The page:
Biden Says Trump’s Goal to Reopen the Economy by Easter Could Be “Catastrophic”

Democratic presidential contender Joe Biden has come out against President Donald Trump’s proposal to have the economy up and running by Easter.

“Now he’s suggesting he wants to get the country back opened by Easter,” Biden said during a video conference with reporters.

“It would be a catastrophic thing to do for our people and for our economy if we sent people back to work just as we were beginning to see the impact of social distancing take hold only to unleash a second spike in infections,” he continued. “That’d be far more devastating in the long run.”

Biden is the latest public official to criticize Trump’s plan, which many argue could endanger more human lives as hospitals become overloaded with COVID-19 patients. Many state governors nationwide have vowed not to ease restrictions as the virus continues to spread.

You can watch video of Biden’s remarks below:

“Our country wasn’t built to be shut down,” Trump said during a briefing at the White House this week. “America will, again, and soon, be open for business. Very soon. A lot sooner than three or four months that somebody was suggesting. Lot sooner. We cannot let the cure be worse than the problem itself.”

“It’s such an important day for other reasons, but I’ll make it an important day for this, too,” he added from the White House Rose Garden. “I would love to have the country opened up and just raring to go by Easter.”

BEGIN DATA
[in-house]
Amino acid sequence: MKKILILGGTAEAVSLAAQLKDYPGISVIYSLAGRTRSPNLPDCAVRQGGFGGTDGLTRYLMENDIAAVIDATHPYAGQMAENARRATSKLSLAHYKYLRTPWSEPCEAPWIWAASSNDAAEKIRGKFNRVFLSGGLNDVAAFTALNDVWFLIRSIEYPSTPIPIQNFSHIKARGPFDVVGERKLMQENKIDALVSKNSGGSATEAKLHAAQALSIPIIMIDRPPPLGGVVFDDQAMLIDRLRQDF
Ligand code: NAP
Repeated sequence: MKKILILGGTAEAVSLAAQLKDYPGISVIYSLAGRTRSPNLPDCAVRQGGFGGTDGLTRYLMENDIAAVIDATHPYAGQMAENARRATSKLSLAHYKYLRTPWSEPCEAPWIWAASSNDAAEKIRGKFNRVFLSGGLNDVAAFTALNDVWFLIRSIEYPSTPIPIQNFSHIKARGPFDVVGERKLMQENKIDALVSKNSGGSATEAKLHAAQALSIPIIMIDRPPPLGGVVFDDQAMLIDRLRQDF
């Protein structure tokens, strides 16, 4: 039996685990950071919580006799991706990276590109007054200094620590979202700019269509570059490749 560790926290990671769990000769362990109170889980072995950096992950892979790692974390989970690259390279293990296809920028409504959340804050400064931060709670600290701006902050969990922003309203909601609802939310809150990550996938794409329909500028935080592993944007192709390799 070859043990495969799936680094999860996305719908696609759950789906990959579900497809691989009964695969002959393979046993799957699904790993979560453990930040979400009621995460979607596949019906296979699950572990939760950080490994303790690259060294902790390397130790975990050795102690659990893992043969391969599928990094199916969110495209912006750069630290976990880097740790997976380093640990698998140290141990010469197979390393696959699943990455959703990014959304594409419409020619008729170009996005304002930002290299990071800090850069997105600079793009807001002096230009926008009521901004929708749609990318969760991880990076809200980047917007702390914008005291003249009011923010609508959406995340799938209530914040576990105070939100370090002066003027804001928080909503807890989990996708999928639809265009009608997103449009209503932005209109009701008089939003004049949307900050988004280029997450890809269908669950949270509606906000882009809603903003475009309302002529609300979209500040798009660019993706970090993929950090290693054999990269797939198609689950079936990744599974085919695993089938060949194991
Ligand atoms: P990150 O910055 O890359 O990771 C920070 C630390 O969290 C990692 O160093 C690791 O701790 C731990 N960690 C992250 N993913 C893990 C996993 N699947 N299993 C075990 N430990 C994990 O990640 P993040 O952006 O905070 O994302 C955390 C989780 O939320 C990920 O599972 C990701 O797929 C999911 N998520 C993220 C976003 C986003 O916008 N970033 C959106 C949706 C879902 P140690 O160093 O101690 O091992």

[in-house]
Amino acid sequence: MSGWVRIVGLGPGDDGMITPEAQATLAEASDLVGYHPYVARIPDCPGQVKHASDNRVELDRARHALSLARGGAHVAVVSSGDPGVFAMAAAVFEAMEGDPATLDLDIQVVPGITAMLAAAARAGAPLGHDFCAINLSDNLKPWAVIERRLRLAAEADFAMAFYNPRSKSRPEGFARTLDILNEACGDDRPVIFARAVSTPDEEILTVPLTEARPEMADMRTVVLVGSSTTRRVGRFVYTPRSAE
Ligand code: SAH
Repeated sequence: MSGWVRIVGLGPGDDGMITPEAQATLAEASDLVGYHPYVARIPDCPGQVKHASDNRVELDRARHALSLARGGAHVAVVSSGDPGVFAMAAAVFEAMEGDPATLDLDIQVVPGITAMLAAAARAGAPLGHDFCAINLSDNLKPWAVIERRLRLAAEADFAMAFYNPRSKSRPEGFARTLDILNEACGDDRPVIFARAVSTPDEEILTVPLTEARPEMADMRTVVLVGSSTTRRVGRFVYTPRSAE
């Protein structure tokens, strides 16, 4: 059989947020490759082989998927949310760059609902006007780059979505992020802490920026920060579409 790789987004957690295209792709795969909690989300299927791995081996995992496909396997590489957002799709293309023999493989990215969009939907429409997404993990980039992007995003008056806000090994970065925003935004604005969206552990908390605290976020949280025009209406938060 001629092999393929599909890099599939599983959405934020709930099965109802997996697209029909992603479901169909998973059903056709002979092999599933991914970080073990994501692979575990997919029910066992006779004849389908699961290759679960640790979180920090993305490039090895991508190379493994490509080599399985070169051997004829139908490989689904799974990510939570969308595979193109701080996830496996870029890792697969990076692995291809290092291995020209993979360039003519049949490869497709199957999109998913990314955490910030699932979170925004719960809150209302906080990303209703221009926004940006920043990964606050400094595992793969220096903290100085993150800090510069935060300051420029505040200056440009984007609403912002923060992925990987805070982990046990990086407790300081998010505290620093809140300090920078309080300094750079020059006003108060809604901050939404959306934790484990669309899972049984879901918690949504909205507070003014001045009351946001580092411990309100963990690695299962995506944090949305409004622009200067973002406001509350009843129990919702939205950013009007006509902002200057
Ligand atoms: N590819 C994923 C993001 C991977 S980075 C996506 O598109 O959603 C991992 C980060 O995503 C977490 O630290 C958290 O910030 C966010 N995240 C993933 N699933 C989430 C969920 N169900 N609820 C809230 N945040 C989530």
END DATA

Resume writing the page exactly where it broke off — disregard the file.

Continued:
But some big business magnates have advised against such a move.

“What the world, and the market, needs to see is that number stop going up,” said Adam Sarhan, CEO of investment firm 50 Park Investments, in conversation with The Washington Post.  “Think of it as a trade: What’s the risk of reopening early?” Sarhan said. “The risk is the number of cases continues to skyrocket, and longer term, you’re just digging a much deeper hole.”

Microsoft founder Bill Gates, whose foundation donated $100 million to coronavirus treatment and prevention, has also called the idea “irresponsible.”

“There really is no middle ground, and it’s very tough to say to people, ‘Hey, keep going to restaurants, go buy new houses, ignore that pile of bodies over in the corner. We want you to keep spending because there’s maybe a politician who thinks GDP growth is all that counts,'” Gates said, adding that “it’s very irresponsible for somebody to suggest that we can have the best of both worlds.”